BRAINTREE -- Cardinal Seán P. O'Malley will ordain seven men as permanent deacons at St. Edith Stein Parish in Brockton on Sept. 30, 2017 at 10 a.m.
The four-year journey to the diaconate for these seven men began in September 2013 when they began attending classes two nights a week with their wives. The Deaconate Formation Program also requires two retreats a year, one with wives and one together as a class, and monthly meetings on Saturdays for special speakers and topics not covered in the curriculum. The program now offers the men the option to complete a master's degree in theology after ordination with a few additional courses at The Theological Institute for New Evangelization.
Here are brief biographies on each of the men being ordained this year.
Carlos Alberto Desousa
Carlos Desousa and his wife, Elisabete, have been married for 14 years. They have one daughter, Ashley Elizabeth. The Desousas are originally from the island of Sao Miguel in the Azores, Portugal and are parishioners at St. Anthony Church, a Portuguese parish in Lowell.
When asked how he heard the call to the diaconate, Desousa said, "From an early age, I always felt a call from God to serve him. One day, I was watching a program on CatholicTV on diaconate formation. At that time, I asked my wife to watch the show with me. When the program finished, I turned to Elisabete and asked her 'What do you think?' she immediately replied, 'What are you waiting for!' Truly, with the prayers, assistance, and encouragement of my family, friends, and priests, I entered the Diaconate Formation Program."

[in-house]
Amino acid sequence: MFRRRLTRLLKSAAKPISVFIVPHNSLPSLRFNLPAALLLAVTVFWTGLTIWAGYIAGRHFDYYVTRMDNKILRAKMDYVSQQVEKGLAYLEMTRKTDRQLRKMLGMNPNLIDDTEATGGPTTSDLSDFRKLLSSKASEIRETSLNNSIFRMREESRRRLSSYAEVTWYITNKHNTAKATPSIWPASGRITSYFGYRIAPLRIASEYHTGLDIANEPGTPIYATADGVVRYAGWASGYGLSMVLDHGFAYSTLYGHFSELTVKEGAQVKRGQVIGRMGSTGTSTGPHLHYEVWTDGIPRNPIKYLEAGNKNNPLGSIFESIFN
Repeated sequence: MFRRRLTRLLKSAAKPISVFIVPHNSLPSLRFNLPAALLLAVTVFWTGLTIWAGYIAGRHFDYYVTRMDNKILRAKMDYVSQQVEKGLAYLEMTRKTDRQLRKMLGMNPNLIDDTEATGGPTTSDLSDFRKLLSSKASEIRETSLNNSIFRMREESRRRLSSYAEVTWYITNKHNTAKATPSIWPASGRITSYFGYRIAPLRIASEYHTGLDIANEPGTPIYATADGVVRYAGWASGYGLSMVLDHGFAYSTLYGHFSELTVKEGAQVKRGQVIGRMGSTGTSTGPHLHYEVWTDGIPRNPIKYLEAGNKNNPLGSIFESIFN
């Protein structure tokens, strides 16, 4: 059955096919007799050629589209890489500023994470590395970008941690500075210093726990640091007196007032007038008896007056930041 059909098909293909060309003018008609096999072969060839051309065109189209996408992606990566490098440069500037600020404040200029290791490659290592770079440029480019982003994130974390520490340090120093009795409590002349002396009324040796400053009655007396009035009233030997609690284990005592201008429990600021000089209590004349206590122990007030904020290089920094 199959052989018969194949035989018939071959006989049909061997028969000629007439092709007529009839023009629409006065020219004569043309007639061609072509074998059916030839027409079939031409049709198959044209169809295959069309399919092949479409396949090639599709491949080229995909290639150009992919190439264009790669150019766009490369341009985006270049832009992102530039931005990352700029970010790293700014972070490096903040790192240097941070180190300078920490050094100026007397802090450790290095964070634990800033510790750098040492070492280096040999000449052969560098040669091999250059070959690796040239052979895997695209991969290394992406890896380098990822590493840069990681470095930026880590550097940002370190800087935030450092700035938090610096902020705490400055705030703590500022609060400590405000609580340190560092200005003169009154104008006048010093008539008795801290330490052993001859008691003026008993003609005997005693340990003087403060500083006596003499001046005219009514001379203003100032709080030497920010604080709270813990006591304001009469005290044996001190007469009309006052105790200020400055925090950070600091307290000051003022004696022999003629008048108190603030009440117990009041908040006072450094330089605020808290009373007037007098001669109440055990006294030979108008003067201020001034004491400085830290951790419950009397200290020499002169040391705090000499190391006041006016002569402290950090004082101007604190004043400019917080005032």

Desousa commented that the past four years have been an outpouring of blessings from God to him and his family. He said Christ as been always at the center of his family's life "in all that we do, but most importantly, in all that we are."
Desousa will be assigned to Lowell Collaborative and also to the Archdiocesan Office of Cultural Diversity.
Elcio F. Dos Santos Jr.